Projects per year
There lies little novelty in the claim that coastal ecosystems are experiencing large-scale ecological degradation due to increased anthropogenic impact and overharvesting of marine resources. Fish stocks are depleting globally and uncontrolled expansion of aquaculture farms to provide food security for the growing human population further compromises the health and resilience of marine environments. Thus, there is urgent necessity to reduce human impact on marine habitats by applying environmental-friendly, product-diversified and socially beneficial concepts of integrated farming and coastal management. Since sponges feed on suspended and dissolved organic matter, it has often been suggested to apply sponge culture to remediate marine organic pollution, such as the effluent from sea-based fish cages and unpurified urban wastewater discharge. Sponges are found at all latitudes, living in a wide array of ecosystems varying in temperature and depth. Sponges have important ecological roles, including that of biological filter. They extract and accumulate various organic and inorganic compounds and microorganisms from the water, thus improving the water quality of marine and freshwater systems. Additionally, marine sponges are known as a plentiful resource of new bio products, that have remarkable potential for development as pharmaceutical drugs or biomedical materials. This PhD thesis focused on the production of raw sponge materials by mariculturing sponge species that produce a potential drug (avarol) and a potential biomaterial (collagen), respectively. Since sponges feed on suspended and dissolved organic matter, it has often been suggested to apply sponge culture to remediate marine organic pollution, such as the effluent from sea-based fish cages and unpurified urban wastewater discharge. Large-scale sponge culture may help reduce eutrophication of coastal waters and its concomitant disruptive effect on local ecology and biodiversity. Sponge culture can also locally improve the water quality around fish farms, which benefits the cultured fish. This thesis aims to assess the biological performances of targeted Mediterranean sponge species under different eutrophication and depth conditions. By using a multifactorial approach, I investigated the aquaculture potential, in situ filtration activity and pollution remediation efficiency of the selected species at pristine sites and organically polluted sites. Species specific culture methods were optimised ultimately achieving a novel integrated fish-sponge farm model, termed as “Sponge Lantern”, which is self-cleaning and could maximize production of high quality raw sponge material.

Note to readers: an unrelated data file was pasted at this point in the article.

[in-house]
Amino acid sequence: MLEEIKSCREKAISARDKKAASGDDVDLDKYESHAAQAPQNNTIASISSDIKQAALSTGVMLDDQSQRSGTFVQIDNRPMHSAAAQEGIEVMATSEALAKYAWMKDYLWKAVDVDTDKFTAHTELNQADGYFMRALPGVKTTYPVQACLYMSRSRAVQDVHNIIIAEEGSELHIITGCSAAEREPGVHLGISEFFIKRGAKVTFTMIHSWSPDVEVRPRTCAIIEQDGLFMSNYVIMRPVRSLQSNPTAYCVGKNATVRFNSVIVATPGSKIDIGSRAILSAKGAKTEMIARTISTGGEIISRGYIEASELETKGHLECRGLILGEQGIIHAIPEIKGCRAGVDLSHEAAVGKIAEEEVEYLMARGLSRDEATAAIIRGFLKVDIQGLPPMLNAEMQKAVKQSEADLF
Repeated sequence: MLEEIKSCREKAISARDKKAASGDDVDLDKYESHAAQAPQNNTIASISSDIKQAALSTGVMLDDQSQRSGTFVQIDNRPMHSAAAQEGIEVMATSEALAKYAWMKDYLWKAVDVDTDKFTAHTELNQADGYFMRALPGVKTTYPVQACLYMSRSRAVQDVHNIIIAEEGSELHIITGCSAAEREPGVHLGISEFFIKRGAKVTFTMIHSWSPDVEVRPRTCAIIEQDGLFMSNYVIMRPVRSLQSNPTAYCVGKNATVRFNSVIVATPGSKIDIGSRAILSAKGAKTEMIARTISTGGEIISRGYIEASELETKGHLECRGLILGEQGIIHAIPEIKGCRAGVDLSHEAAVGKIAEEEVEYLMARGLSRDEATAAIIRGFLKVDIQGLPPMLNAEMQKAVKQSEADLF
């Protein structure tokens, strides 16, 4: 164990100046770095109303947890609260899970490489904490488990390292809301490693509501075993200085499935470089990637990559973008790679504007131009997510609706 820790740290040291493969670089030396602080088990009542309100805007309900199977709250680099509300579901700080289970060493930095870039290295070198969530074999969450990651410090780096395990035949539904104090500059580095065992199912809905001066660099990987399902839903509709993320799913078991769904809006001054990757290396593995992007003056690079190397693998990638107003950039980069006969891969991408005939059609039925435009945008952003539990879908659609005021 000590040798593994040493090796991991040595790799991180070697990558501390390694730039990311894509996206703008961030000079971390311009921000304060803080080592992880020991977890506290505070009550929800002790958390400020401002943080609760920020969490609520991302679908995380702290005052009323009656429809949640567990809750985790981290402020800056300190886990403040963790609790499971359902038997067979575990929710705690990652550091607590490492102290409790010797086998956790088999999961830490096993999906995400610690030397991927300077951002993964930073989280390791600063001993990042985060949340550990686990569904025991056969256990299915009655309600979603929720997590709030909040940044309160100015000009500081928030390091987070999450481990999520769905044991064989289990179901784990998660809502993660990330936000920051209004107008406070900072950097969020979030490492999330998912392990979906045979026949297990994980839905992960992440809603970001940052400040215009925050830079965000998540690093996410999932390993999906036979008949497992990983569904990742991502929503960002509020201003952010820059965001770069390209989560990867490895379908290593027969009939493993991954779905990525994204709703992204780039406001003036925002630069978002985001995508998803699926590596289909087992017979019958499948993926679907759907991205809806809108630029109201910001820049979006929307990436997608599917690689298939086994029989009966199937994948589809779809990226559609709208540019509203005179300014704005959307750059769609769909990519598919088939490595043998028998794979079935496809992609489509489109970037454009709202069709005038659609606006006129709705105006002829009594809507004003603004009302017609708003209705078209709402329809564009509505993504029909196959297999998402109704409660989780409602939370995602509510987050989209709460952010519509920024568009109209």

|Qualification||Doctor of Philosophy|
|Award date||11 Jun 2021|
|Place of Publication||Wageningen|
|Publication status||Published - 11 Jun 2021|
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